Re: ACL behaviour on HSRP standby SVI

Thanks for the reply...

To clarify my point, I had two telnet sessions running at the same time, one for each 6509 switch. I was able to see that ospf permit matches were reported by the logs on each of the switches, but when I ping another subnet from the PC,only the active hsrp 6509 reports denied icmp logs, but I see nothing on the standby 6509, unlike ospf matches that are reported on both the 6509s.

Since you have mentioned that this is  not the best setup, what would you recommend, using a port acl or moving the pc to an edge switch and filter on the uplink to the 6509. I would go for the port acl on the 6509, but I hope that the ios supports layer 2 port acls, because I have another setup using 2 vss 6509 12.2sxh ios in another site and layer 2 port acls are not supported on that ios version.

Thanks again

Cisco Employee

Re: ACL behaviour on HSRP standby SVI

Hi,

but when I ping another subnet from the PC,only the active hsrp 6509 reports denied icmp logs, but I see nothing on the standby 6509, unlike ospf matches that are reported on both the 6509s.

As I wrote you cannot see any hit on the standby 6509 as it is NOT routing the traffic from vlan 100 to other vlans. So this is perfectly expected and not an indication that something is wrong.

Since you have mentioned that this is  not the best setup, 

I did not say that. I just said that since this platform is supposed to hardware switch the traffic the presence of the log statement in a ACL might cause High CPU utilization as it forces the data-plane to punt the packet hitting an ACE with the log statement to the RP (CPU) and this is not good.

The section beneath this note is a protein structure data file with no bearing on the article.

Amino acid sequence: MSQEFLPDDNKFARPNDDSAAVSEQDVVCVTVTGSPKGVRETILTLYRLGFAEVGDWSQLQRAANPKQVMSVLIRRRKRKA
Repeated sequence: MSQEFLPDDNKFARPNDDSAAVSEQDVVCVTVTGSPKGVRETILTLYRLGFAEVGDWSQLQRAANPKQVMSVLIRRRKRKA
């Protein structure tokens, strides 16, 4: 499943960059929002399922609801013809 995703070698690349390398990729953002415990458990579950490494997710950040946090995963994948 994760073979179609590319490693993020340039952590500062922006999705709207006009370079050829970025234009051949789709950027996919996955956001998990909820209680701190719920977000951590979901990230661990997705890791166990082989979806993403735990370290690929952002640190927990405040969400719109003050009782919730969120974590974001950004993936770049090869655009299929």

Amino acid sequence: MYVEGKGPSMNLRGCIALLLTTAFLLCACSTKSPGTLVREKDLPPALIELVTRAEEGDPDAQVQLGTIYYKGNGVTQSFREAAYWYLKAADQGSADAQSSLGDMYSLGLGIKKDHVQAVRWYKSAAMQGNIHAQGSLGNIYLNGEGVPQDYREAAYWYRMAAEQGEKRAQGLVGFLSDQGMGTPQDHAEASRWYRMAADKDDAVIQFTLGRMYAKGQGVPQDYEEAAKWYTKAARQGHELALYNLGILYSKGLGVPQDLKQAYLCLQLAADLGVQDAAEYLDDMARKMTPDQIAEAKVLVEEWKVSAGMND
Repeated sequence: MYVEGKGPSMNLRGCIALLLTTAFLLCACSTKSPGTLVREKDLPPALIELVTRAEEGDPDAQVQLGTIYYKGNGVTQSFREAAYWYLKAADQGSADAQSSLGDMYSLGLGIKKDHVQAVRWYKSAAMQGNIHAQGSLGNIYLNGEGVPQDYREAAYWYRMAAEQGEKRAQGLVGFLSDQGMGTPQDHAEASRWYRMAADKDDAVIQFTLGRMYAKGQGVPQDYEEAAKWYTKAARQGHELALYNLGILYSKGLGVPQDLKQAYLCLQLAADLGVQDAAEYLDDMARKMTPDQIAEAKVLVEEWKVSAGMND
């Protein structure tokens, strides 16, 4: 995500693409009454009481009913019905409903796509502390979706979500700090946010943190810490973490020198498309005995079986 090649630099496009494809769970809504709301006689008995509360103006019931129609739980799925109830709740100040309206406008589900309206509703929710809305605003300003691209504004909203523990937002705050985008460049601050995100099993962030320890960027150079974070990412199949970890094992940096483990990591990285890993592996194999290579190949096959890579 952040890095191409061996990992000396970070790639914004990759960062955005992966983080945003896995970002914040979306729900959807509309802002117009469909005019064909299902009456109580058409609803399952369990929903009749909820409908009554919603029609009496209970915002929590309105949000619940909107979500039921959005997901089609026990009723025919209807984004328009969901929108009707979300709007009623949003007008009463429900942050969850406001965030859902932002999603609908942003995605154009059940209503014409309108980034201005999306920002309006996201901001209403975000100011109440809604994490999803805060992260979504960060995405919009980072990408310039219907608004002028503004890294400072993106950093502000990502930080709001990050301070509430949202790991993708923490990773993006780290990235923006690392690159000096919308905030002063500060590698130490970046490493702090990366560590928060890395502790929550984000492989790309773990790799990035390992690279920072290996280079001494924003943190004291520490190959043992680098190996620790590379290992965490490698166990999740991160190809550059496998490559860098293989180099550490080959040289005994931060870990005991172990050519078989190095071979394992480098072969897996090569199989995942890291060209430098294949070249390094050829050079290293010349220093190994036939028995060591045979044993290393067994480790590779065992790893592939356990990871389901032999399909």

10 permit ospf any any log (172 matches)

Having said this, is the ACL working as expected or do you think there is something weird yet? [still discussing of issue 1.]

Riccardo

New Member

Re: ACL behaviour on HSRP standby SVI

Thank you for the explanation

Riccardo Simoni wrote:

As I wrote you cannot see any hit on the standby 6509 as it is NOT routing the traffic from vlan 100 to other vlans.

Is this behaviour similar for ospf on HSRP? because I am getting ospf hits on both the 6509, unlike icmp.

Riccardo Simoni wrote:

Having said this, is the ACL working as expected or do you think there is something weird yet? [still discussing of issue 1.]

I did not have a chance to add an icmp deny on the svi. But from your evaluation of my ACL elements and its direction on the svi, does it serve the purpose I intend it to  do, i.e. allow users on VLAN 100 to access the remote server only 172.168.10.10, while denying all other traffic, icmp, ip etc. to any other destination?

Thanks again for your feedback

Cisco Employee

Re: ACL behaviour on HSRP standby SVI

Is this behaviour similar for ospf on HSRP? because I am getting ospf hits on both the 6509, unlike icmp.

OSPF and HSRP packets are not routed outside the vlan they are generated, therefore it is expected that you see hits on both routers as they are packets coming from the same vlan destined to the RP of the router.

I did not have a chance to add an icmp deny on the svi. But from your evaluation of my ACL elements and its direction on the svi, does it serve the purpose I intend it to  do, i.e. allow users on VLAN 100 to access the remote server only 172.168.10.10, while denying all other traffic, icmp, ip etc. to any other destination?

yes, this ACL achieves your goal (the deny icmp ACE was just meant to be added for troubleshooting purposes; since we clarified the behaviours you saw there is no point in adding it).

Riccardo

New Member

ACL behaviour on HSRP standby SVI

I will try adding the deny icmp ACE and report the results, hopefully it will explain why the host is still able to ping other subnets it's not supposed to. Will report the results then.

Thanks a lot

New Member

ACL behaviour on HSRP standby SVI

Thanks for confirming the ACL result. It's fine now. It turned out that a colleague of mine had placed a permit statement, for testing, that allowed hosts to ping other subnets, hence the ACL acted funny. But now all is good

Thanks again.

1600
Views
19
Helpful
7
Replies
CreatePlease to create content